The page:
In another study, comparison was made with CEUS vs. CT in 74 patients with solitary biopsy-proven HCC. For 28 hepatocellular carcinomas ≤20 mm in size, CEUS showed 15 carcinomas (53.6%) as hypervascular, and 3 carcinomas (10.7%) were missed. On CT, 12 (42.9%) of 28 hepatocellular carcinomas appeared hypervascular and 3 (10.7%) were missed, whereas for the 46 hepatocellular carcinomas >20 mm, CEUS showed 42 (91.3%) as hypervascular compared with 35 (76.1%) on CT. Thus, CEUS as good as CT for detecting hypervascularity in HCC.41

The advent of second-generation contrast agents, together with low mechanical index scanning, have led the European Federation for Ultrasound in Medicine and Biology to define guidelines for its use.42 CEUS is recommended to characterize any suspected lesion detected at baseline US in patients with cirrhosis.

However, as for non-CEUS, the sensitivity of the use of US contrast agents decreases with smaller lesions. If spiral CT is considered a gold standard to identify hypervascular lesions, the sensitivity of contrast enhanced US was 97% for nodules >3 cm in diameter, 92% for nodules 2–3 cm in diameter, and 67% for nodules <1 cm in diameter.43 Another disadvantage is that only one lesion or lesions close together can be examined at one time. Therefore, a cost-effective algorithm that indicates which technique to use after routine US still needs to be determined.27

Spiral CT

The introduction of spiral CT has dramatically improved the accuracy of CT in the diagnosis of HCC. CT data acquisition speed is greatly increased so that it is possible to scan the whole liver during a patient's single breath hold, allowing a satisfactory evaluation of different contrast enhancement phases. Moreover, 3-dimensional reconstructions are available with faster data acquisition. The standard spiral CT evaluation for HCC should include unenhanced and contrast enhanced phase of the arterial phase (25–30 seconds after contrast injection), of the portal venous phase (70–80 seconds after contrast injection), and a late phase (180–210 seconds after contrast injection). Because HCC is a vascular tumor that receives almost all its blood supply from arterial vessels, it may be seen well during the arterial phase; the rest of the liver receives the majority of blood supply from the portal vein, and it will not enhance until the contrast reaches the portal system. Fast scans during the different phases of contrast flow through the liver help in increasing the differentiation between tumor and liver.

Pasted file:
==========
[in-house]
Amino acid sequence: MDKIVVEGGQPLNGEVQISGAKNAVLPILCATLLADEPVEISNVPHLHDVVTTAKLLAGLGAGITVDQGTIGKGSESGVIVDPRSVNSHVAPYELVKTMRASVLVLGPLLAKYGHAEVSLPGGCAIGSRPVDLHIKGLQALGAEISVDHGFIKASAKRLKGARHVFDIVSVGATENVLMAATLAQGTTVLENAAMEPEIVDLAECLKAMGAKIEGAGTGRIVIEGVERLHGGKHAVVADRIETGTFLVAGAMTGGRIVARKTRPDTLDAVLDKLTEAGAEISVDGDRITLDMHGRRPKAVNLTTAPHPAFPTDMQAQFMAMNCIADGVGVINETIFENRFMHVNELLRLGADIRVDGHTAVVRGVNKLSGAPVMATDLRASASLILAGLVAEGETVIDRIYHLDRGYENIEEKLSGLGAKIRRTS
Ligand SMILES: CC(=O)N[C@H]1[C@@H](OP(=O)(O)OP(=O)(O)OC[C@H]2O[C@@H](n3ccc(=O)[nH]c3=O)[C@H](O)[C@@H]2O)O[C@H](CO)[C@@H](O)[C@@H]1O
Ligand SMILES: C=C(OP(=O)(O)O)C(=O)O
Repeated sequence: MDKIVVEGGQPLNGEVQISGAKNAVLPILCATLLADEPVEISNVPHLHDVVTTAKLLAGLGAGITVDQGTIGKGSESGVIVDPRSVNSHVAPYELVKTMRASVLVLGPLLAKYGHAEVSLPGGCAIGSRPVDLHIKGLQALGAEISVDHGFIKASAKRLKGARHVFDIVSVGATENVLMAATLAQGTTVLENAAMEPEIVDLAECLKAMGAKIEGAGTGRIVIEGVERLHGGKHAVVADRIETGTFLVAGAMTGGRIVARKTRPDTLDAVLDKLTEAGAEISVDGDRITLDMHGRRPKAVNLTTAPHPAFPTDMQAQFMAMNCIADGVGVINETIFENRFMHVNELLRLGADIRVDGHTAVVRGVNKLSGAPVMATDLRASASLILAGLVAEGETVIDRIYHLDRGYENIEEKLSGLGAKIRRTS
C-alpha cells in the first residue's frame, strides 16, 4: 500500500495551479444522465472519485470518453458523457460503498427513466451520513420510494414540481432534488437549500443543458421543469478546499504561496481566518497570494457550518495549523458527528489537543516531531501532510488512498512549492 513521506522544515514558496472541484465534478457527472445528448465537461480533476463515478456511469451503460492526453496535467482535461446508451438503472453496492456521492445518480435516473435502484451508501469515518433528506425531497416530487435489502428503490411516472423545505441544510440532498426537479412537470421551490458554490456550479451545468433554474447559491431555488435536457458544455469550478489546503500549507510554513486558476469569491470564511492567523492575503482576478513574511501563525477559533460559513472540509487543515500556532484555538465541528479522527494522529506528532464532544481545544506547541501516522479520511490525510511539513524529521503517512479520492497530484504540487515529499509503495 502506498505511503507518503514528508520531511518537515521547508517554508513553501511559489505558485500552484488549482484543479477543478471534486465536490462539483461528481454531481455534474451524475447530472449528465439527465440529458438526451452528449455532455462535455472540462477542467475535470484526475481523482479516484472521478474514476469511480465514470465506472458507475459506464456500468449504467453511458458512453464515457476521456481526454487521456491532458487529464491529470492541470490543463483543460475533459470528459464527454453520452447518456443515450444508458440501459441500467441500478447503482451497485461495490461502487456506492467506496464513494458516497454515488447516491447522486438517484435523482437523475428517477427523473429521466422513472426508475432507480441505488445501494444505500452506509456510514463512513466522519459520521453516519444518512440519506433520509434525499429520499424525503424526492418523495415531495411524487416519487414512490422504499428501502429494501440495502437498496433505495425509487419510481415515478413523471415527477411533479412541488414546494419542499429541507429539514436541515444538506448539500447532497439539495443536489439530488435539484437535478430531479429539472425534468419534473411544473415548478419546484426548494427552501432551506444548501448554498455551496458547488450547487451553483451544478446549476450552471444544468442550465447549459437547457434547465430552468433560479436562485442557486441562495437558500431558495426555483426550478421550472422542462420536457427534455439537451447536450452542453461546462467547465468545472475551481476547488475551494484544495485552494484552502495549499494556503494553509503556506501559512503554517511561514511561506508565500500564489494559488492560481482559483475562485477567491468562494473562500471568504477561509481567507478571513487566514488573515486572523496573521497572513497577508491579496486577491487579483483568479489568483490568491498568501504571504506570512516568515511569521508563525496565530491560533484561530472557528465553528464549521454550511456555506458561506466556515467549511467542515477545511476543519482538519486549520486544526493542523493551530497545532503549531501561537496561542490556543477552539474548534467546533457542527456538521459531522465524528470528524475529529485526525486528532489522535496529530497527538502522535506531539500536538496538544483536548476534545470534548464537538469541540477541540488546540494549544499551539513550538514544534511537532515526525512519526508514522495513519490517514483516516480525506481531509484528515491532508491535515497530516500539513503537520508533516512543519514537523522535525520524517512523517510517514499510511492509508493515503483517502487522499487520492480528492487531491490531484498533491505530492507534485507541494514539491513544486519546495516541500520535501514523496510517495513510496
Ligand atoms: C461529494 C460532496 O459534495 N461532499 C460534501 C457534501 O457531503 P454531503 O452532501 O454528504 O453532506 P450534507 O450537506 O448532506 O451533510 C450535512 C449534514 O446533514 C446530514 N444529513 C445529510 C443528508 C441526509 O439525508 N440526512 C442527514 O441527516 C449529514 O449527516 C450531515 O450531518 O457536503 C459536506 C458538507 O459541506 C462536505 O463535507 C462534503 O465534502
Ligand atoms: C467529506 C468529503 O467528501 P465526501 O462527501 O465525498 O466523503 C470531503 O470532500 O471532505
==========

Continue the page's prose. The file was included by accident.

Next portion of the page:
The technique can be improved by the use of multidetector row-scan technology, which, as a result of the rapid acquisition time, allows visualization of 2 different arterial phases, early and late. The first arterial phase is a CT arteriography that may be of some help, depending on the aim of the examination. Some studies show that a double arterial phase did not improve the detection rate of HCC compared with a single arterial phase,44, 45 whereas it did improve with the addition of a third arterial phase because the middle phase is claimed to be the most sensitive.46